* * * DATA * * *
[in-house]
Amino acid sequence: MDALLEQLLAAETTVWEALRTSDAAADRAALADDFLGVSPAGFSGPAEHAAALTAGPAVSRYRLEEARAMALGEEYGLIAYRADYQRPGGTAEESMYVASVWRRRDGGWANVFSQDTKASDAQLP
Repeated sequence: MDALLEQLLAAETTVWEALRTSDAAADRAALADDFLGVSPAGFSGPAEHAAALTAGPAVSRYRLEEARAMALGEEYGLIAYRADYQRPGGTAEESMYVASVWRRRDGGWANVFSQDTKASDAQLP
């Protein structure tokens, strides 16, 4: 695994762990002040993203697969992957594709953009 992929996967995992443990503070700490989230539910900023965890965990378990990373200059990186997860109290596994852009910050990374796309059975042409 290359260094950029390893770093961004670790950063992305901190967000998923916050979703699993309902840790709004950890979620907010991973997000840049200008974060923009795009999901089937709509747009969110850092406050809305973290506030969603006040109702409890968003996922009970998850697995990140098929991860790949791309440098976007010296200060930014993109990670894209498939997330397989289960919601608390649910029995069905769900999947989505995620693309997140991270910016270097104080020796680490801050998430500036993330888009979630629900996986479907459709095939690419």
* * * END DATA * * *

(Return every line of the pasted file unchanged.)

[in-house]
Amino acid sequence: MDALLEQLLAAETTVWEALRTSDAAADRAALADDFLGVSPAGFSGPAEHAAALTAGPAVSRYRLEEARAMALGEEYGLIAYRADYQRPGGTAEESMYVASVWRRRDGGWANVFSQDTKASDAQLP
Repeated sequence: MDALLEQLLAAETTVWEALRTSDAAADRAALADDFLGVSPAGFSGPAEHAAALTAGPAVSRYRLEEARAMALGEEYGLIAYRADYQRPGGTAEESMYVASVWRRRDGGWANVFSQDTKASDAQLP
């Protein structure tokens, strides 16, 4: 695994762990002040993203697969992957594709953009 992929996967995992443990503070700490989230539910900023965890965990378990990373200059990186997860109290596994852009910050990374796309059975042409 290359260094950029390893770093961004670790950063992305901190967000998923916050979703699993309902840790709004950890979620907010991973997000840049200008974060923009795009999901089937709509747009969110850092406050809305973290506030969603006040109702409890968003996922009970998850697995990140098929991860790949791309440098976007010296200060930014993109990670894209498939997330397989289960919601608390649910029995069905769900999947989505995620693309997140991270910016270097104080020796680490801050998430500036993330888009979630629900996986479907459709095939690419």